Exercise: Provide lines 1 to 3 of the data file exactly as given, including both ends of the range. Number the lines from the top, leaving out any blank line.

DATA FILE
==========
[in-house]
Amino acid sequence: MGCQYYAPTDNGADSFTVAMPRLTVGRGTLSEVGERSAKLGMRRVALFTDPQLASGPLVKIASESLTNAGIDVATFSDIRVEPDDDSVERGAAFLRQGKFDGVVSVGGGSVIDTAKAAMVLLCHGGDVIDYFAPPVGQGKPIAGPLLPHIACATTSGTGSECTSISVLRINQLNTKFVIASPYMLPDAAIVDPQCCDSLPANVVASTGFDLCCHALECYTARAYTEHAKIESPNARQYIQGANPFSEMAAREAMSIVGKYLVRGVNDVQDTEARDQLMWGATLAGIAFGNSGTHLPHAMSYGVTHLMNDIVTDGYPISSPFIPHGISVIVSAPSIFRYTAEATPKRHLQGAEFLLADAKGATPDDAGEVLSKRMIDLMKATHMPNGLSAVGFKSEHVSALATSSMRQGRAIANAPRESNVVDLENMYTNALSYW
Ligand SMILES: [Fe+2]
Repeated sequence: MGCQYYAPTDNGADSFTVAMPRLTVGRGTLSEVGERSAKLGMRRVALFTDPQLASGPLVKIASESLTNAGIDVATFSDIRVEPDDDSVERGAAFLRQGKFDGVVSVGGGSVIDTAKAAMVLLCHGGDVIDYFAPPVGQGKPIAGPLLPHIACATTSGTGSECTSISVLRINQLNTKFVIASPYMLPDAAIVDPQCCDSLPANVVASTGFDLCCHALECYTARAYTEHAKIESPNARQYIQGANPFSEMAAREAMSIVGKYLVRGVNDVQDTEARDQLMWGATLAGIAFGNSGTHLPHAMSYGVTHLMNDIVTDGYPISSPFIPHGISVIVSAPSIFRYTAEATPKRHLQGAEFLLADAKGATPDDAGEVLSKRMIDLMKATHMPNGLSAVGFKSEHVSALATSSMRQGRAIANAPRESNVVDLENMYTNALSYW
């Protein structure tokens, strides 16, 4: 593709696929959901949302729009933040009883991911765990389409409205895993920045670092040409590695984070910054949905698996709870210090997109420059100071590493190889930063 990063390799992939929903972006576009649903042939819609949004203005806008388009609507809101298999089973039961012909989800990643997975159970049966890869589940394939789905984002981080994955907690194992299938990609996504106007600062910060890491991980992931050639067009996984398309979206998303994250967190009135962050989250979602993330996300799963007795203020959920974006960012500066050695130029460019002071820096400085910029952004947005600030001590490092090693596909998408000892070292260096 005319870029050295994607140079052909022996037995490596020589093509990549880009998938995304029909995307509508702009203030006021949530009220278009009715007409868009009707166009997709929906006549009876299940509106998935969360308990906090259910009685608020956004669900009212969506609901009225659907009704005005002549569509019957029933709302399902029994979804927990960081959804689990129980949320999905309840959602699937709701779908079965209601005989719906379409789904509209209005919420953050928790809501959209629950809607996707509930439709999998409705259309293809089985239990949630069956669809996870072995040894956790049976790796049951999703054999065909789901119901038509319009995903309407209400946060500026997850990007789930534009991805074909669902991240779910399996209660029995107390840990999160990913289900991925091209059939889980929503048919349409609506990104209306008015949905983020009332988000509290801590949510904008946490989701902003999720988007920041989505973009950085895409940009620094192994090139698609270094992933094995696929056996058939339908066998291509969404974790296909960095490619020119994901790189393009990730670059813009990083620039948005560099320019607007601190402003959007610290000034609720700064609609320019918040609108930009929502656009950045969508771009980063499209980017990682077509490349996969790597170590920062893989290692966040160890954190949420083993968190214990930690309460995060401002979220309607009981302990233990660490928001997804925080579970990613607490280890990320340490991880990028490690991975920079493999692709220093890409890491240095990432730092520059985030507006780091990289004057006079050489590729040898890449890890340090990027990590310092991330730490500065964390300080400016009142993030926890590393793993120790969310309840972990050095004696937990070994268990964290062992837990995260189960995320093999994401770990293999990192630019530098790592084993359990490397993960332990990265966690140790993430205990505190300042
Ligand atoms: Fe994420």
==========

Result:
[in-house]
Amino acid sequence: MGCQYYAPTDNGADSFTVAMPRLTVGRGTLSEVGERSAKLGMRRVALFTDPQLASGPLVKIASESLTNAGIDVATFSDIRVEPDDDSVERGAAFLRQGKFDGVVSVGGGSVIDTAKAAMVLLCHGGDVIDYFAPPVGQGKPIAGPLLPHIACATTSGTGSECTSISVLRINQLNTKFVIASPYMLPDAAIVDPQCCDSLPANVVASTGFDLCCHALECYTARAYTEHAKIESPNARQYIQGANPFSEMAAREAMSIVGKYLVRGVNDVQDTEARDQLMWGATLAGIAFGNSGTHLPHAMSYGVTHLMNDIVTDGYPISSPFIPHGISVIVSAPSIFRYTAEATPKRHLQGAEFLLADAKGATPDDAGEVLSKRMIDLMKATHMPNGLSAVGFKSEHVSALATSSMRQGRAIANAPRESNVVDLENMYTNALSYW
Ligand SMILES: [Fe+2]